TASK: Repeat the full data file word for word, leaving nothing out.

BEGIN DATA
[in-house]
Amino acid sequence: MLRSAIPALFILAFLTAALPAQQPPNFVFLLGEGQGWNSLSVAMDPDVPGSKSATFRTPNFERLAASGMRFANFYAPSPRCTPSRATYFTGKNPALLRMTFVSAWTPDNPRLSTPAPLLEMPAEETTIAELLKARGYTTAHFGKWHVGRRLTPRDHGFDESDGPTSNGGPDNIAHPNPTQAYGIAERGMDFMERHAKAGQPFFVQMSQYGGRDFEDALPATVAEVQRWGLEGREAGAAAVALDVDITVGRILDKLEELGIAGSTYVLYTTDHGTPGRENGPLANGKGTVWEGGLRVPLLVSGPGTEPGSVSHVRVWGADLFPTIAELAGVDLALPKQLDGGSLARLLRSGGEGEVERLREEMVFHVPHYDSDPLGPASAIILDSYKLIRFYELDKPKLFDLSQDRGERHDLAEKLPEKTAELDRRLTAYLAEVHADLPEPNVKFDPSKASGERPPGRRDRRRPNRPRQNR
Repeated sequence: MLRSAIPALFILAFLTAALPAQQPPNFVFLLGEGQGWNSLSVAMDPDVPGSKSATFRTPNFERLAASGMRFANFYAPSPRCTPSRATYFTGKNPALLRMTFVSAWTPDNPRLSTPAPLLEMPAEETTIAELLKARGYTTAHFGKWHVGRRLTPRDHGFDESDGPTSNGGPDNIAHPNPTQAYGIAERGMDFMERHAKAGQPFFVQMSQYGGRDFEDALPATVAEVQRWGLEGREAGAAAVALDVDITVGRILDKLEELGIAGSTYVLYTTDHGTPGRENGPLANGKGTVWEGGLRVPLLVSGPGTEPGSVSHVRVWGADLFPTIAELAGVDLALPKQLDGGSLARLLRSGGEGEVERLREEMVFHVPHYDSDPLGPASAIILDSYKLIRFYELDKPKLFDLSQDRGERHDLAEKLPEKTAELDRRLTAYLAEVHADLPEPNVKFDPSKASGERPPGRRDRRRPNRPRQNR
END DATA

[in-house]
Amino acid sequence: MLRSAIPALFILAFLTAALPAQQPPNFVFLLGEGQGWNSLSVAMDPDVPGSKSATFRTPNFERLAASGMRFANFYAPSPRCTPSRATYFTGKNPALLRMTFVSAWTPDNPRLSTPAPLLEMPAEETTIAELLKARGYTTAHFGKWHVGRRLTPRDHGFDESDGPTSNGGPDNIAHPNPTQAYGIAERGMDFMERHAKAGQPFFVQMSQYGGRDFEDALPATVAEVQRWGLEGREAGAAAVALDVDITVGRILDKLEELGIAGSTYVLYTTDHGTPGRENGPLANGKGTVWEGGLRVPLLVSGPGTEPGSVSHVRVWGADLFPTIAELAGVDLALPKQLDGGSLARLLRSGGEGEVERLREEMVFHVPHYDSDPLGPASAIILDSYKLIRFYELDKPKLFDLSQDRGERHDLAEKLPEKTAELDRRLTAYLAEVHADLPEPNVKFDPSKASGERPPGRRDRRRPNRPRQNR
Repeated sequence: MLRSAIPALFILAFLTAALPAQQPPNFVFLLGEGQGWNSLSVAMDPDVPGSKSATFRTPNFERLAASGMRFANFYAPSPRCTPSRATYFTGKNPALLRMTFVSAWTPDNPRLSTPAPLLEMPAEETTIAELLKARGYTTAHFGKWHVGRRLTPRDHGFDESDGPTSNGGPDNIAHPNPTQAYGIAERGMDFMERHAKAGQPFFVQMSQYGGRDFEDALPATVAEVQRWGLEGREAGAAAVALDVDITVGRILDKLEELGIAGSTYVLYTTDHGTPGRENGPLANGKGTVWEGGLRVPLLVSGPGTEPGSVSHVRVWGADLFPTIAELAGVDLALPKQLDGGSLARLLRSGGEGEVERLREEMVFHVPHYDSDPLGPASAIILDSYKLIRFYELDKPKLFDLSQDRGERHDLAEKLPEKTAELDRRLTAYLAEVHADLPEPNVKFDPSKASGERPPGRRDRRRPNRPRQNR